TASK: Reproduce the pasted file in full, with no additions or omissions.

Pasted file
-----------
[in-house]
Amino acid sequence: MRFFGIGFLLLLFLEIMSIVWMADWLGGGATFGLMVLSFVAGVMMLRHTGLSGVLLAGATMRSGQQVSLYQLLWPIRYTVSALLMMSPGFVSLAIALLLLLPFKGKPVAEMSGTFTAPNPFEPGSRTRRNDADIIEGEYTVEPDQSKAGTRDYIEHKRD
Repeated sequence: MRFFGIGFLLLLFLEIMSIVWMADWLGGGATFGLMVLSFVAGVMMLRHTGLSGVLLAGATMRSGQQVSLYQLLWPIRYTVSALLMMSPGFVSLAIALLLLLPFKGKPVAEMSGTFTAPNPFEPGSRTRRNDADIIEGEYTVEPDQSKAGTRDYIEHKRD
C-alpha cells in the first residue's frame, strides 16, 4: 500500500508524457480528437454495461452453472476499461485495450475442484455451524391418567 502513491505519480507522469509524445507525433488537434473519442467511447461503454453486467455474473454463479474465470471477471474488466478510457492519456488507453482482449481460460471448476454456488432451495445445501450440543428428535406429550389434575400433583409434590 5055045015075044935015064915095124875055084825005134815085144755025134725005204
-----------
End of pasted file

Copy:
[in-house]
Amino acid sequence: MRFFGIGFLLLLFLEIMSIVWMADWLGGGATFGLMVLSFVAGVMMLRHTGLSGVLLAGATMRSGQQVSLYQLLWPIRYTVSALLMMSPGFVSLAIALLLLLPFKGKPVAEMSGTFTAPNPFEPGSRTRRNDADIIEGEYTVEPDQSKAGTRDYIEHKRD
Repeated sequence: MRFFGIGFLLLLFLEIMSIVWMADWLGGGATFGLMVLSFVAGVMMLRHTGLSGVLLAGATMRSGQQVSLYQLLWPIRYTVSALLMMSPGFVSLAIALLLLLPFKGKPVAEMSGTFTAPNPFEPGSRTRRNDADIIEGEYTVEPDQSKAGTRDYIEHKRD
C-alpha cells in the first residue's frame, strides 16, 4: 500500500508524457480528437454495461452453472476499461485495450475442484455451524391418567 502513491505519480507522469509524445507525433488537434473519442467511447461503454453486467455474473454463479474465470471477471474488466478510457492519456488507453482482449481460460471448476454456488432451495445445501450440543428428535406429550389434575400433583409434590 5055045015075044935015064915095124875055084825005134815085144755025134725005204